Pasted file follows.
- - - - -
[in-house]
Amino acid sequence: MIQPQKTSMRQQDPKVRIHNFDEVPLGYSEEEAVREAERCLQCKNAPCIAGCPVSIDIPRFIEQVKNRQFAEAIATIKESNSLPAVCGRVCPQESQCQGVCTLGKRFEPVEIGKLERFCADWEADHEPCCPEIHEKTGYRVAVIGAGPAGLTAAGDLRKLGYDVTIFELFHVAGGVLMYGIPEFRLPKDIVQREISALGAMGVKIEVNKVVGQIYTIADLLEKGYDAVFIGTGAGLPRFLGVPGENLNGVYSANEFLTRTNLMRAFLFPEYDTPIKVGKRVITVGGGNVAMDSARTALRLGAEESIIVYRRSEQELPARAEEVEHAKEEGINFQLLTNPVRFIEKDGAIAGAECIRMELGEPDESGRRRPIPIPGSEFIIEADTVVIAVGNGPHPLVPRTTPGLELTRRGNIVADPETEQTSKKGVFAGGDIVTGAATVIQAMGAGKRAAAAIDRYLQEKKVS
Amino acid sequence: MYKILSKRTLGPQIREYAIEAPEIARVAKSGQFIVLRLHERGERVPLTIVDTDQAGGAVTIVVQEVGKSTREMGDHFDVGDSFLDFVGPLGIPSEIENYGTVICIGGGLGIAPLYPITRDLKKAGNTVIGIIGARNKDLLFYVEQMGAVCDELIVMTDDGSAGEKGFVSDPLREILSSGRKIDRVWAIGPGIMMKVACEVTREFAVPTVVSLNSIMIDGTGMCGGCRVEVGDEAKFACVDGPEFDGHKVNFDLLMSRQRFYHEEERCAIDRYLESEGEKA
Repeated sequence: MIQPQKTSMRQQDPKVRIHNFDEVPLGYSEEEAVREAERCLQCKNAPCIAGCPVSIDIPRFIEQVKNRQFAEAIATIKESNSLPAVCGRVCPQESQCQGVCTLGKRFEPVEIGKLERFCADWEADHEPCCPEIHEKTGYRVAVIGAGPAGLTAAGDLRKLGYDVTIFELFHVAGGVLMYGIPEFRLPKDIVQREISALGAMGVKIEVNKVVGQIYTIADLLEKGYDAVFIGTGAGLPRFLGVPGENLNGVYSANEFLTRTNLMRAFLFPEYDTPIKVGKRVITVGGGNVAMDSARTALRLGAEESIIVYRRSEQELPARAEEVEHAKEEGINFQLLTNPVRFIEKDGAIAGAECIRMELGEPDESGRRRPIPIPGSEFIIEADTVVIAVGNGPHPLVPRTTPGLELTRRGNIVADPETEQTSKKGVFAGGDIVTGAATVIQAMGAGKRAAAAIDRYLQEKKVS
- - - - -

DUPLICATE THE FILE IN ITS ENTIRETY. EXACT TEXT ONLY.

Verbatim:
[in-house]
Amino acid sequence: MIQPQKTSMRQQDPKVRIHNFDEVPLGYSEEEAVREAERCLQCKNAPCIAGCPVSIDIPRFIEQVKNRQFAEAIATIKESNSLPAVCGRVCPQESQCQGVCTLGKRFEPVEIGKLERFCADWEADHEPCCPEIHEKTGYRVAVIGAGPAGLTAAGDLRKLGYDVTIFELFHVAGGVLMYGIPEFRLPKDIVQREISALGAMGVKIEVNKVVGQIYTIADLLEKGYDAVFIGTGAGLPRFLGVPGENLNGVYSANEFLTRTNLMRAFLFPEYDTPIKVGKRVITVGGGNVAMDSARTALRLGAEESIIVYRRSEQELPARAEEVEHAKEEGINFQLLTNPVRFIEKDGAIAGAECIRMELGEPDESGRRRPIPIPGSEFIIEADTVVIAVGNGPHPLVPRTTPGLELTRRGNIVADPETEQTSKKGVFAGGDIVTGAATVIQAMGAGKRAAAAIDRYLQEKKVS
Amino acid sequence: MYKILSKRTLGPQIREYAIEAPEIARVAKSGQFIVLRLHERGERVPLTIVDTDQAGGAVTIVVQEVGKSTREMGDHFDVGDSFLDFVGPLGIPSEIENYGTVICIGGGLGIAPLYPITRDLKKAGNTVIGIIGARNKDLLFYVEQMGAVCDELIVMTDDGSAGEKGFVSDPLREILSSGRKIDRVWAIGPGIMMKVACEVTREFAVPTVVSLNSIMIDGTGMCGGCRVEVGDEAKFACVDGPEFDGHKVNFDLLMSRQRFYHEEERCAIDRYLESEGEKA
Repeated sequence: MIQPQKTSMRQQDPKVRIHNFDEVPLGYSEEEAVREAERCLQCKNAPCIAGCPVSIDIPRFIEQVKNRQFAEAIATIKESNSLPAVCGRVCPQESQCQGVCTLGKRFEPVEIGKLERFCADWEADHEPCCPEIHEKTGYRVAVIGAGPAGLTAAGDLRKLGYDVTIFELFHVAGGVLMYGIPEFRLPKDIVQREISALGAMGVKIEVNKVVGQIYTIADLLEKGYDAVFIGTGAGLPRFLGVPGENLNGVYSANEFLTRTNLMRAFLFPEYDTPIKVGKRVITVGGGNVAMDSARTALRLGAEESIIVYRRSEQELPARAEEVEHAKEEGINFQLLTNPVRFIEKDGAIAGAECIRMELGEPDESGRRRPIPIPGSEFIIEADTVVIAVGNGPHPLVPRTTPGLELTRRGNIVADPETEQTSKKGVFAGGDIVTGAATVIQAMGAGKRAAAAIDRYLQEKKVS